• Mass evacuation of Novaya Kakhovka town due to the destruction of the dam will not be necessary, as the bulk of the population had left the city in the fall during the regrouping of troops from the Kherson direction; 
  • The water level is expected to drop to normal within 72 hours;
  • The water level in the North Crimean Canal is not affected in any way, thanks to additional reservoirs that had been built during the 2014-2022 period when Kiev had imposed a “water blockade” on Crimea; 
  • Russian military  had anticipated the present events in Kherson and had prepared layered defence fortifications behind which the troops are now positioning.   

A Russian military expert, Col. Vitaly Kiselyov said on TV: “Our guys, our experts, foresaw the risk that not only Kakhovka reservoir but also the Kiev one and some others may be prone to blasts and sabotage… As regards changes to our defensive fortifications, yes, to some extent, they will have to be moved. But this is not critical. It is also not critical that the enemy may try to attack in this area.” 

Incredible as it may seem, in a meticulous, insightful “post-mortem” of the Kakhovka dam breach, the well-known blogger Simplicius the Thinker offers a novel “natural theory, which is that the dam collapsed on its own.” 

Here is a dam that already took so much battering from Ukrainian and Russian militaries through the past year and was in serious disrepair, with satellite photos in the days leading up to the breach already showing that it was leaking massively at the centre. Perhaps, the dam, which had seen glorious days in the Soviet era, couldn’t take it anymore. The breach actually “looks like a clean break.”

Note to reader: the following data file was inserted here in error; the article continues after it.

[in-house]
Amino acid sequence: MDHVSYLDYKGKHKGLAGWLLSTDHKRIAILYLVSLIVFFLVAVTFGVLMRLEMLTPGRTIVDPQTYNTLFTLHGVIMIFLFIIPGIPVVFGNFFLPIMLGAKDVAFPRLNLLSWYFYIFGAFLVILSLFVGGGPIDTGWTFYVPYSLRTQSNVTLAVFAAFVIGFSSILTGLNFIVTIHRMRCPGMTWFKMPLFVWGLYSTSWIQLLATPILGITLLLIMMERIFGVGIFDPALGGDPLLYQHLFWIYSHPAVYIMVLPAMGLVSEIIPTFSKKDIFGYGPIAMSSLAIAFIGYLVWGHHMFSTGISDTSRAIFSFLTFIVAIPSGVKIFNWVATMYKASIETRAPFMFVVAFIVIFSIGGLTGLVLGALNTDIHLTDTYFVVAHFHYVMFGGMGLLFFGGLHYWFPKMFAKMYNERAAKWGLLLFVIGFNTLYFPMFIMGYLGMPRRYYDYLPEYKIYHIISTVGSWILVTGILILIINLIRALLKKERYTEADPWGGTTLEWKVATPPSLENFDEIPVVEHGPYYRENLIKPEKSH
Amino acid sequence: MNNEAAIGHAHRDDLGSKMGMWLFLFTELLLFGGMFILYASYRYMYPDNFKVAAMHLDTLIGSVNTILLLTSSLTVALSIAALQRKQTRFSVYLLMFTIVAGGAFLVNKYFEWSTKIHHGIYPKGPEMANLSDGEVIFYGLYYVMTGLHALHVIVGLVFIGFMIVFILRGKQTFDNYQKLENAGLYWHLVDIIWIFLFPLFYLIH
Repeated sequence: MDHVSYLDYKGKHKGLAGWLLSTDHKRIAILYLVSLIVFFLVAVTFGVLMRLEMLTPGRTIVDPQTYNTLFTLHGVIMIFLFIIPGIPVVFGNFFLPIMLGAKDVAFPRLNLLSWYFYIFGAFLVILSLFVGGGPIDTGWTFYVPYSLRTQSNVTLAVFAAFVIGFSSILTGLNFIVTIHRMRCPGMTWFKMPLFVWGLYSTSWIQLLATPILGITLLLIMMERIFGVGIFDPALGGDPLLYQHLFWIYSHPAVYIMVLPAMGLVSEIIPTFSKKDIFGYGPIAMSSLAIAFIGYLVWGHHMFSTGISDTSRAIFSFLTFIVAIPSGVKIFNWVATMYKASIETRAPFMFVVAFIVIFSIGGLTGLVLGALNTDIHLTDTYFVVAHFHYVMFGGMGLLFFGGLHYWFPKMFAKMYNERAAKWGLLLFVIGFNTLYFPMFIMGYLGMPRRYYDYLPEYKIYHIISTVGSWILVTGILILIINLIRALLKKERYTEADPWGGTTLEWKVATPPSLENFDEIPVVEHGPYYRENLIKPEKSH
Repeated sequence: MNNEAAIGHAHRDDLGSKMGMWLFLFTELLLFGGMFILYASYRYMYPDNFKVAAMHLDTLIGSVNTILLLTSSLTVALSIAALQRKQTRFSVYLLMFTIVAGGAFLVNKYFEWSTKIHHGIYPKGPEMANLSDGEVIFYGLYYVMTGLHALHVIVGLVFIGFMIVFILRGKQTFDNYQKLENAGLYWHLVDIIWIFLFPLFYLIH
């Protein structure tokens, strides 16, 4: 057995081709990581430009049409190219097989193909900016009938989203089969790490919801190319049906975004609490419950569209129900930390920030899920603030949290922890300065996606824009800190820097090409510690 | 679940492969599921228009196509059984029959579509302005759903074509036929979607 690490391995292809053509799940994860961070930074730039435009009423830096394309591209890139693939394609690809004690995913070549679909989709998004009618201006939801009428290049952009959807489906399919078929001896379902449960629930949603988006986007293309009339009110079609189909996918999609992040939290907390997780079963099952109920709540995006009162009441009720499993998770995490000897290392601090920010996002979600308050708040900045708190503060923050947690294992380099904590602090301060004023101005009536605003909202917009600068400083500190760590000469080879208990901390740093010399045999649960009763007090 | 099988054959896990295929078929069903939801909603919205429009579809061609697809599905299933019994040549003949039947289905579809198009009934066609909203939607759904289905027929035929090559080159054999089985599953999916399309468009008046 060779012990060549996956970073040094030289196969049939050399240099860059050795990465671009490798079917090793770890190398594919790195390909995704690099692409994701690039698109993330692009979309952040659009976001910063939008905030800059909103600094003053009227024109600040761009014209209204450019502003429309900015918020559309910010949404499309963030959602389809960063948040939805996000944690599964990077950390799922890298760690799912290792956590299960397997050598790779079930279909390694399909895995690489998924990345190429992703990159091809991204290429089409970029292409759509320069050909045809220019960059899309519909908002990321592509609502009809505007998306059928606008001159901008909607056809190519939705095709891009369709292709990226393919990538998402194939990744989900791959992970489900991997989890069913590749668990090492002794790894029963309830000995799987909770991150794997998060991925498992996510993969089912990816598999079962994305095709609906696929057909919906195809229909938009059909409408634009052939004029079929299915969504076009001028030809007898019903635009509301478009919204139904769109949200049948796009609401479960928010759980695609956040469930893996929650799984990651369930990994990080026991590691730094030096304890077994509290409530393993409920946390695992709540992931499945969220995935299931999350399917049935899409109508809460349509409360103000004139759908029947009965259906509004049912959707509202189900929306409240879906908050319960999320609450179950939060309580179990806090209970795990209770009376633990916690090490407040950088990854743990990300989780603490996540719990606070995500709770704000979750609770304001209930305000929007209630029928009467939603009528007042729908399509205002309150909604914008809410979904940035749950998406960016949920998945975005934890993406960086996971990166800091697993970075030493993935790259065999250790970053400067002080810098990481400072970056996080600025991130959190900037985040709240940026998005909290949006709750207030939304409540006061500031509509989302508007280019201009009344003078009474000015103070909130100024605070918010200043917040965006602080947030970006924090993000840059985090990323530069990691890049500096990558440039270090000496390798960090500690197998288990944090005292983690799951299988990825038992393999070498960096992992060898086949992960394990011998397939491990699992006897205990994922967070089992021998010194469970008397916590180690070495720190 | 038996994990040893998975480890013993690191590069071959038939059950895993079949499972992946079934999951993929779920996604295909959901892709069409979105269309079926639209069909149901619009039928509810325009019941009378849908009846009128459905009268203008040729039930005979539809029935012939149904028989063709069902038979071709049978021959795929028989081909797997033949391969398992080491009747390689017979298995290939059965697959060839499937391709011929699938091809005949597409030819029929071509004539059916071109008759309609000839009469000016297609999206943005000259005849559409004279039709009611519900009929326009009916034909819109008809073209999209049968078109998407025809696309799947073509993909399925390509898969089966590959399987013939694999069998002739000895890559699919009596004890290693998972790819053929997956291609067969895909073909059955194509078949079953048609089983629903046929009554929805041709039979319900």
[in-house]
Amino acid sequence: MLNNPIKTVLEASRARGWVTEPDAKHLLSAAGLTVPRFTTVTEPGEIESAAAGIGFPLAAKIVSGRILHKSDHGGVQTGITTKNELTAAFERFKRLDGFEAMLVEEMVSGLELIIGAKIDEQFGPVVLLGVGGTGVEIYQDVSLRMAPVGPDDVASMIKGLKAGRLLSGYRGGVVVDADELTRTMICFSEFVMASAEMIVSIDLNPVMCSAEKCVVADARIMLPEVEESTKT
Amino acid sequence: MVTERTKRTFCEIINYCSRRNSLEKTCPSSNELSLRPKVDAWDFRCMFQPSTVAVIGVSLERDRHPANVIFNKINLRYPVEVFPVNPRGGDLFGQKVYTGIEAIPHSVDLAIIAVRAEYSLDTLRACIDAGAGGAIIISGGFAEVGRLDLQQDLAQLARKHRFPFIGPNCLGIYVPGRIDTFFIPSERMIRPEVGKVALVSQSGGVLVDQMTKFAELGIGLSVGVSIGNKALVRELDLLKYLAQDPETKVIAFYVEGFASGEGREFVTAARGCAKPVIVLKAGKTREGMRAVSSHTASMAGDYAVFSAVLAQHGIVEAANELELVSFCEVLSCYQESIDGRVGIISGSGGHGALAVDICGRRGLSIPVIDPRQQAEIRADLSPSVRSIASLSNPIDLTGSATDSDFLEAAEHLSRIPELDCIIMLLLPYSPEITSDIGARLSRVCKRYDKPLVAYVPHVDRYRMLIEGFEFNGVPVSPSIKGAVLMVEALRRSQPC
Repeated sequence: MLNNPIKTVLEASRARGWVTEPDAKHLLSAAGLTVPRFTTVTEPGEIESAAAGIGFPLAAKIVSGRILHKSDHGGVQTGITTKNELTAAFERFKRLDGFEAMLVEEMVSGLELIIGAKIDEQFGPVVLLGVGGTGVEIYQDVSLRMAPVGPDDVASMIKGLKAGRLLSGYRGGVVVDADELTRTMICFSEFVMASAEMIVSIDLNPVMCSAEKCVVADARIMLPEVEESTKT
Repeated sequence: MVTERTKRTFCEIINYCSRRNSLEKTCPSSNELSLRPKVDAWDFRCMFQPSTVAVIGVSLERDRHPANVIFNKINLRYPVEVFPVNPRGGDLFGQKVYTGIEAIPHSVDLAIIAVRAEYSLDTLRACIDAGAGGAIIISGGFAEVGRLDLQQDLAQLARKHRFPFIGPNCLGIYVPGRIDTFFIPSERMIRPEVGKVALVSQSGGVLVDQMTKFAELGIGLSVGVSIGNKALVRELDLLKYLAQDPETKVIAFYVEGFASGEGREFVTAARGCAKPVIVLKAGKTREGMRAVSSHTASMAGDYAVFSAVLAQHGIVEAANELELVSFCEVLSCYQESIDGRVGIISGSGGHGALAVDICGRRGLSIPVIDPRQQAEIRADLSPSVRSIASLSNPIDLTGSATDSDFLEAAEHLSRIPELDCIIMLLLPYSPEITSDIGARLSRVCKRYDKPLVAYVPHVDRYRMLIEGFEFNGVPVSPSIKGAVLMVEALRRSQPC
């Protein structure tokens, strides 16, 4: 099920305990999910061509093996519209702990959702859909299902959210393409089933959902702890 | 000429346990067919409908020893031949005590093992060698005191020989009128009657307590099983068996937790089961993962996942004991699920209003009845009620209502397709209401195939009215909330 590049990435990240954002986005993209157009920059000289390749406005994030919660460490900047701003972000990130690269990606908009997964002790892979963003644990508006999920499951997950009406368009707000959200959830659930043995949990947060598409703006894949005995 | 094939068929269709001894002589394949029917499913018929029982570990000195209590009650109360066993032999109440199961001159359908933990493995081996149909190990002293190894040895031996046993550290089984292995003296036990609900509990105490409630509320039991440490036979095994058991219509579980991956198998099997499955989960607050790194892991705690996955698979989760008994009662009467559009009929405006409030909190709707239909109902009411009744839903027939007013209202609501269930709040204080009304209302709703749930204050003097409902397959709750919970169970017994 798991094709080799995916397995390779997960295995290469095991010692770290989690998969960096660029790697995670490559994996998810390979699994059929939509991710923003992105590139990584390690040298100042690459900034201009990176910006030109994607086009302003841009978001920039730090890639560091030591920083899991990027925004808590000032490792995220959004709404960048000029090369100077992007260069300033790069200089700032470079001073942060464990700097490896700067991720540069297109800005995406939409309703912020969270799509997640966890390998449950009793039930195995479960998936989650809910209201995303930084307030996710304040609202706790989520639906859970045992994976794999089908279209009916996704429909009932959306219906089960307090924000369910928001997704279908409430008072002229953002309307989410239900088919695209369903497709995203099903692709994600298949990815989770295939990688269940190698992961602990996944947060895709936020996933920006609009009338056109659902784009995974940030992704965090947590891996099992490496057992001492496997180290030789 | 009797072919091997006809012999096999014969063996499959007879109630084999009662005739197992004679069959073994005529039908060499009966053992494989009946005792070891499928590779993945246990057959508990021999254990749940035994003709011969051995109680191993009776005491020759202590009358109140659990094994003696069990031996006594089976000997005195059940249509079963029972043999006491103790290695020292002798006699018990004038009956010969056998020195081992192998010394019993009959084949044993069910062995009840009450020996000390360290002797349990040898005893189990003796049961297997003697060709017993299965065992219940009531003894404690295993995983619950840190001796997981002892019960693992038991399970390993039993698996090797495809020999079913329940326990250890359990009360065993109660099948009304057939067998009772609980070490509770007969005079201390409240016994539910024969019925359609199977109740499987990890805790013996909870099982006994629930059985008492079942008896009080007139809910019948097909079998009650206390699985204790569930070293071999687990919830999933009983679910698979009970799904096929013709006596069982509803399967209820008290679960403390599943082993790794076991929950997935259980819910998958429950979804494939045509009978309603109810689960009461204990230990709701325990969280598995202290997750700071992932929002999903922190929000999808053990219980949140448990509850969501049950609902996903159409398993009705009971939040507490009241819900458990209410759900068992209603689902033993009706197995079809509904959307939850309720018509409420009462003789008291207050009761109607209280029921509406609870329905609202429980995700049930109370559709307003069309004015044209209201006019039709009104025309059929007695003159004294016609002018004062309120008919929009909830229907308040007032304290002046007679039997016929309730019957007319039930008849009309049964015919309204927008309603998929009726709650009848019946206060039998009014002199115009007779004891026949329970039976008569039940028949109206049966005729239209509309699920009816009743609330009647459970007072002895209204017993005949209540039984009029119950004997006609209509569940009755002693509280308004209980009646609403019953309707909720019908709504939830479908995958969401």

The unkindest cut of all is that Kiev, which controls several other dams upriver — such as a hydro plant in Zaporozhye city and in Dnipro city — also began playing with their water levels and filling up the Kakhovka reservoir, putting immense pressure on the 67-year old dam. That is to say, “the dam collapsed on its own rather than direct fire or explosives sabotage, but it was still pushed into collapsing by direct action from the Kiev regime.” Read the masterly analysis here.

M. K. Bhadrakumar

M. K. Bhadrakumar was a career diplomat by profession. Roughly half of the 3 decades of his diplomatic career was devoted to assignments on the territories of the former Soviet Union and to Pakistan, Iran and Afghanistan. Other overseas postings included South Korea, Sri Lanka, Germany, and Turkey. He writes mainly on Indian foreign policy and the affairs of the Middle East, Eurasia, Central Asia, South Asia and the Asia-Pacific.